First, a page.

A throwing disc 2 has been constructed which in its preferred dimensions exhibits optimal aerodynamic stability and capabilities. This preferred throwing disc 2 has the following characteristics. The width of the flexible frame 4 measured along the major axis 18 between diametrically opposite sides of the outer peripheral edge 12 is about 13.25 inches, and the width of the flexible frame 4 measured along the minor axis 20 between diametrically opposite sides of the outer peripheral edge 12 is about 10.25 inches. The height of the arched shape of the flexible frame 4 not during flight is about 0.41 inches, and the bottom side 10 of the flexible frame 4 is formed with a curvature between diametrically opposite sides of the outer peripheral edge 12 along the major axis 18 having a radius of about 53.3 inches. The thickness of the flexible frame 4 measured near the outer peripheral edge 12 preferably varies from about 0.090 inches along the portions of the frame in proximity to the minor axis 20 to about 0.135 inches along the portions of the frame in proximity to the major axis 18. Furthermore, the thickness of the frame 4 preferably increases from the inner peripheral edge 14 to near the outer peripheral edge 12 over portions thereof in proximity to the major axis 18. The weight of the throwing disc 2 is about 78.8 grams, plus or minus about 3 grams.

The unique performance characteristics of the throwing disc 2 of the present invention are defined by the disc geometry, material properties and the physics and/or dynamics during flight. The throwing disc 2 is symmetrically curved about the major 18 and minor axes 20. The disc 2, when thrown with forward spinning motion, revolves about its center of mass axis and deforms by means of centrifugal force coupled with the material properties and cross-sectional variation throughout the flexible frame 4. The effect is a combined lifting and/or bending of each of the more massive ends located at the portions of the flexible frame 4 situated in proximity to the major axis 18. As the disc 2 spins through the air with forward momentum, the disc becomes a dynamic airfoil with variable speed and lift properties.

The elastomer design of the outer ring portion 22 of the flexible frame preferably covers the entire outer peripheral edge 12 of the throwing disc 2 to aid in catching comfort as well as eliminating tooling complexity during production. Preferably, the outer peripheral edge 12 of the flexible frame 4 is particularly shaped to divert air flow over the top side 8 of the disc 2, and further eliminates sharp outer edges for more comfortable catches. Even more preferably, a raised portion 26 of the outer peripheral edge 12 of the flexible frame 4 extends outwardly from the bottom side 10 of the flexible frame 4 as an added gripping surface.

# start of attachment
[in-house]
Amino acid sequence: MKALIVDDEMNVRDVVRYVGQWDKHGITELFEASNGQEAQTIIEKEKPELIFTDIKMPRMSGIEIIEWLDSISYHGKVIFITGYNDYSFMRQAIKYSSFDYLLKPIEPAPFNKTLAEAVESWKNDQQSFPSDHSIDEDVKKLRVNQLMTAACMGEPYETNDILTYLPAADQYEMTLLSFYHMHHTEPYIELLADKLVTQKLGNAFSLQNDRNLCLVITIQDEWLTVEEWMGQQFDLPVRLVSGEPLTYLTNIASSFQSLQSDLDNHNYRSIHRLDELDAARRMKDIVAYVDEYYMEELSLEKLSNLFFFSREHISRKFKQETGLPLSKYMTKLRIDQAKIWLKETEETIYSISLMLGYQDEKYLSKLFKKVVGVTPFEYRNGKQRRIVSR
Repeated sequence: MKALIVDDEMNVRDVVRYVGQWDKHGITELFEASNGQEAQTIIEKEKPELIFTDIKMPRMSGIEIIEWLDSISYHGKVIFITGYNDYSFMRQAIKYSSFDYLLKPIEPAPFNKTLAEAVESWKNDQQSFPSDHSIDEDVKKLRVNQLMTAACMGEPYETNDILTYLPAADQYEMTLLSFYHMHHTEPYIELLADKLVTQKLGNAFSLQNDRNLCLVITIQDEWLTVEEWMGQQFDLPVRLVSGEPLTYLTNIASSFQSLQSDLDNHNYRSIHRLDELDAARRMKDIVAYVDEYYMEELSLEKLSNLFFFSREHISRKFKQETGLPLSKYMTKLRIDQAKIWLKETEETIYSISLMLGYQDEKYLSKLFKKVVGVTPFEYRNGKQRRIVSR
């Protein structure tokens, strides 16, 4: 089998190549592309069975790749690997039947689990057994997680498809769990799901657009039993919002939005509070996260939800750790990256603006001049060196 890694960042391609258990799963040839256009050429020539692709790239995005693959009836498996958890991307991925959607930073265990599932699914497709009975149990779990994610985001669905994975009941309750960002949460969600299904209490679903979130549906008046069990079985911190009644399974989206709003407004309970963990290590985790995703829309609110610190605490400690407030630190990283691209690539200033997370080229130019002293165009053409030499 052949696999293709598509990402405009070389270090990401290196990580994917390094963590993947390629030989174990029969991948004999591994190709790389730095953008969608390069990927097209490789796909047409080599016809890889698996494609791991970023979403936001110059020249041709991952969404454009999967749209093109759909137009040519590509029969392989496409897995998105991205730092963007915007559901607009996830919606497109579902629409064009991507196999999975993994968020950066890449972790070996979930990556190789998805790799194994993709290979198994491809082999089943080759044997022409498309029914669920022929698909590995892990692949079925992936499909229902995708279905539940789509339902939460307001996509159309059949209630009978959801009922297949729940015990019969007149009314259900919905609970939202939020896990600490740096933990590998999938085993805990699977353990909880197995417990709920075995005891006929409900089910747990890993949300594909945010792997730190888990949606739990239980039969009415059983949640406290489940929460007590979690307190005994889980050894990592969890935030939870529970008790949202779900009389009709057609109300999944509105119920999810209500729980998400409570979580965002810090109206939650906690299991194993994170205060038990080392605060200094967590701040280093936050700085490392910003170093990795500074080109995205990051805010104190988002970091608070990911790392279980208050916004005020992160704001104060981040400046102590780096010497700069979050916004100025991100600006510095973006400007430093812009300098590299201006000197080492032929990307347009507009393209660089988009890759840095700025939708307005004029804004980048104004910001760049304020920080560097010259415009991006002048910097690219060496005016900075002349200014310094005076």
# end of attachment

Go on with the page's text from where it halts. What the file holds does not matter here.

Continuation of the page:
The flexible material for the frame 4 is preferably injection molded plastic. The throwing disc 2 preferably includes an inner ring 24 made of engineered polycarbonate chosen for its high durability. The outer ring 22 of the flexible frame 4 is preferably made of specially formulated thermoplastic elastomer, or TPE, and will be bonded to the inner ring 24 by means of compatible chemical composition and heat molding by “over-molding” or “two-shot” molding, for example. One of the main purposes of the TPE outer ring portion of the flexible frame 4 is to soften the impact force as the throwing disc 2 is caught or deflected by a player. The softness or TPE durometer of the outer ring 22 may be modified during production. Furthermore, the stiffness or elastic modulus of the outer ring 22 can be adjusted with different plastic materials, as would be well known to someone skilled in the art.

The throwing disc 2 may be scaled to a range of humanly compatible sizes. If scaled, the weight of the disc 2 will also preferably be scaled in proportion to the size of the disc 2 with considerations for the material's modulus of elasticity and spin rate.

It has been determined through testing and observation of materially and dimensionally accurate prototypes of the throwing disc 2 of the present invention that the disc 2 rotates at an average rate of 7.5 Hz, plus or minus 1.5 Hz, or 450 RPM. At this rate, each end of the disc 2 exhibits approximately 16.44 N, or 3.7 pounds, of force acting to deform the disc 2 from the center of mass and/or center of rotation. In a testing laboratory, it has been documented that the deformation of the disc 2 when it is fixtured at the neutral portions of the arch and spun at speeds of 50 RPM to 400 RPM about the center of mass, the disc 2 exhibits consistent deformation at every 50 RPM interval, i.e., flattening the disc 2 and decreasing the height of the airfoil 16. Increased disc speeds in mid-flight have been observed and have been attributed to primarily the reduction of drag as the disc 2 deforms to a more compact shape.

Due to the unpredictable nature of the forward velocity of the disc imparted by the user, variable lift properties and wind speeds, forward speed and distance is determined on a per throw basis. Average throw distances for the optimally shaped disc 2 of the present invention described previously have been documented to be between about 150 feet to about 250 feet. The additional range may be attributed to the dynamic nature of the disc 2. As the disc 2 deforms to a decreased drag state, speed increases, thereby affecting lift properties, as lift varies as the square of the speed.